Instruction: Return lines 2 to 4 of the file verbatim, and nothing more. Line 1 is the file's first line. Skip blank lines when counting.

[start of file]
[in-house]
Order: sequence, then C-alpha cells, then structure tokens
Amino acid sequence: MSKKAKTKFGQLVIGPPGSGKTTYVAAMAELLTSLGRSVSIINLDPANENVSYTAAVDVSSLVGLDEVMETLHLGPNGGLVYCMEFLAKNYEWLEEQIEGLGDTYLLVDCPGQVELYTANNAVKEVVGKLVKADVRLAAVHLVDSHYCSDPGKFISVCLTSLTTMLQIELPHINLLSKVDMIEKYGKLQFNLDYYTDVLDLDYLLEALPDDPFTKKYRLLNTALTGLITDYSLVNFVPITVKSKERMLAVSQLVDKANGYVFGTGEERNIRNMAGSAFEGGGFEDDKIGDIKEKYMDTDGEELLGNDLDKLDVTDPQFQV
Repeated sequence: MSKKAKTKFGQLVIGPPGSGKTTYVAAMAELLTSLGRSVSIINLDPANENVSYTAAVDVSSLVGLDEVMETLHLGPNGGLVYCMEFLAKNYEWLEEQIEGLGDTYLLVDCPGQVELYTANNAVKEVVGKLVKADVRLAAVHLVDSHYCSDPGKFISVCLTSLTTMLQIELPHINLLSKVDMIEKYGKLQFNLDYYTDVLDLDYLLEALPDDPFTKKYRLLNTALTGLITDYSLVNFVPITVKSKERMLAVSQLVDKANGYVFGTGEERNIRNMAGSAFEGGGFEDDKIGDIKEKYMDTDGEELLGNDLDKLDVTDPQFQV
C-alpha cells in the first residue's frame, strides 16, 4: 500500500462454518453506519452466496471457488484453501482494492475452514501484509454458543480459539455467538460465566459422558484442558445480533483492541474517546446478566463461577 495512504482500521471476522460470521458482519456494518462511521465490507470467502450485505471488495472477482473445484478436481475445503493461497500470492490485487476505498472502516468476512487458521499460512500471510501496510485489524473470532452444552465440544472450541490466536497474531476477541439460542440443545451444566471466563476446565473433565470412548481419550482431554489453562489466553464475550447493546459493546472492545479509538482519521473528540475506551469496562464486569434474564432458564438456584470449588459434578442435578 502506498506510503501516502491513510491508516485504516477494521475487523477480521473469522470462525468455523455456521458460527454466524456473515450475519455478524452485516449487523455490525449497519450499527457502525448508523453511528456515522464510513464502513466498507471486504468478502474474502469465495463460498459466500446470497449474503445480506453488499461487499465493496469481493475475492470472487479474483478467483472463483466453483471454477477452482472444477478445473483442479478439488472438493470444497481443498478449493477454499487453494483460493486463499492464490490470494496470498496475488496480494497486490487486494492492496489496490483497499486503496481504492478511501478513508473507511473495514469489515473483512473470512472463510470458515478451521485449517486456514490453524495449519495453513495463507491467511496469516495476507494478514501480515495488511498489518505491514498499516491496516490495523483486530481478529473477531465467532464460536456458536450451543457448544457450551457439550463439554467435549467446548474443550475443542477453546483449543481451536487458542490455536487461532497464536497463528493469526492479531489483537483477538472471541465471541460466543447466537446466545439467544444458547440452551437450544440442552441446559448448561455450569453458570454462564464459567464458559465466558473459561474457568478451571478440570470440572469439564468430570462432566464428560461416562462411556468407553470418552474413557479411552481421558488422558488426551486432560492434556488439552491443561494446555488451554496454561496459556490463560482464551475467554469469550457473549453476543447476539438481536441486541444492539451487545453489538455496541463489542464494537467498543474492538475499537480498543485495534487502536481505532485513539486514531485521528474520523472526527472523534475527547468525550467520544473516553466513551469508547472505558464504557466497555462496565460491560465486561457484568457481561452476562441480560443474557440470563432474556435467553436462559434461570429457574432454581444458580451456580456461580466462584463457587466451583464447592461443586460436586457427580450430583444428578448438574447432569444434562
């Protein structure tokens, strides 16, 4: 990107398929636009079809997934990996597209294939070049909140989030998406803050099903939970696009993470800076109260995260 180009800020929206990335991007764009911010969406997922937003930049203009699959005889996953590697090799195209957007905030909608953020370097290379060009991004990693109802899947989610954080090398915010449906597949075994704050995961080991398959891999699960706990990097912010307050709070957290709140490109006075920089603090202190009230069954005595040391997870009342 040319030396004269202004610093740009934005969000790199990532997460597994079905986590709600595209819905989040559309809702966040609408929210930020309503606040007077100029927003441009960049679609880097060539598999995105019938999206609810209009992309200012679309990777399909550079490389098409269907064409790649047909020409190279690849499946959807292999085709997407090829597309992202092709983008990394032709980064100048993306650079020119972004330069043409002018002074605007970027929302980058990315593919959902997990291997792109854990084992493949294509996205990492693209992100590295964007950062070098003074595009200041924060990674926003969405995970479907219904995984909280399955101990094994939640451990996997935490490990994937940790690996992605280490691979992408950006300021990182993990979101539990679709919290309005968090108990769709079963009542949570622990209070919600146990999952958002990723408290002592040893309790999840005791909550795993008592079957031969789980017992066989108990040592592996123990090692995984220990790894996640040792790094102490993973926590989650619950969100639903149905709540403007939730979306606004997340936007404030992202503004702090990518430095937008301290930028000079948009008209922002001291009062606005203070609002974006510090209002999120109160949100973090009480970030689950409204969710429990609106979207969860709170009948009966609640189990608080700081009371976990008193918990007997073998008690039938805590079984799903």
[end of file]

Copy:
Order: sequence, then C-alpha cells, then structure tokens
Amino acid sequence: MSKKAKTKFGQLVIGPPGSGKTTYVAAMAELLTSLGRSVSIINLDPANENVSYTAAVDVSSLVGLDEVMETLHLGPNGGLVYCMEFLAKNYEWLEEQIEGLGDTYLLVDCPGQVELYTANNAVKEVVGKLVKADVRLAAVHLVDSHYCSDPGKFISVCLTSLTTMLQIELPHINLLSKVDMIEKYGKLQFNLDYYTDVLDLDYLLEALPDDPFTKKYRLLNTALTGLITDYSLVNFVPITVKSKERMLAVSQLVDKANGYVFGTGEERNIRNMAGSAFEGGGFEDDKIGDIKEKYMDTDGEELLGNDLDKLDVTDPQFQV
Repeated sequence: MSKKAKTKFGQLVIGPPGSGKTTYVAAMAELLTSLGRSVSIINLDPANENVSYTAAVDVSSLVGLDEVMETLHLGPNGGLVYCMEFLAKNYEWLEEQIEGLGDTYLLVDCPGQVELYTANNAVKEVVGKLVKADVRLAAVHLVDSHYCSDPGKFISVCLTSLTTMLQIELPHINLLSKVDMIEKYGKLQFNLDYYTDVLDLDYLLEALPDDPFTKKYRLLNTALTGLITDYSLVNFVPITVKSKERMLAVSQLVDKANGYVFGTGEERNIRNMAGSAFEGGGFEDDKIGDIKEKYMDTDGEELLGNDLDKLDVTDPQFQV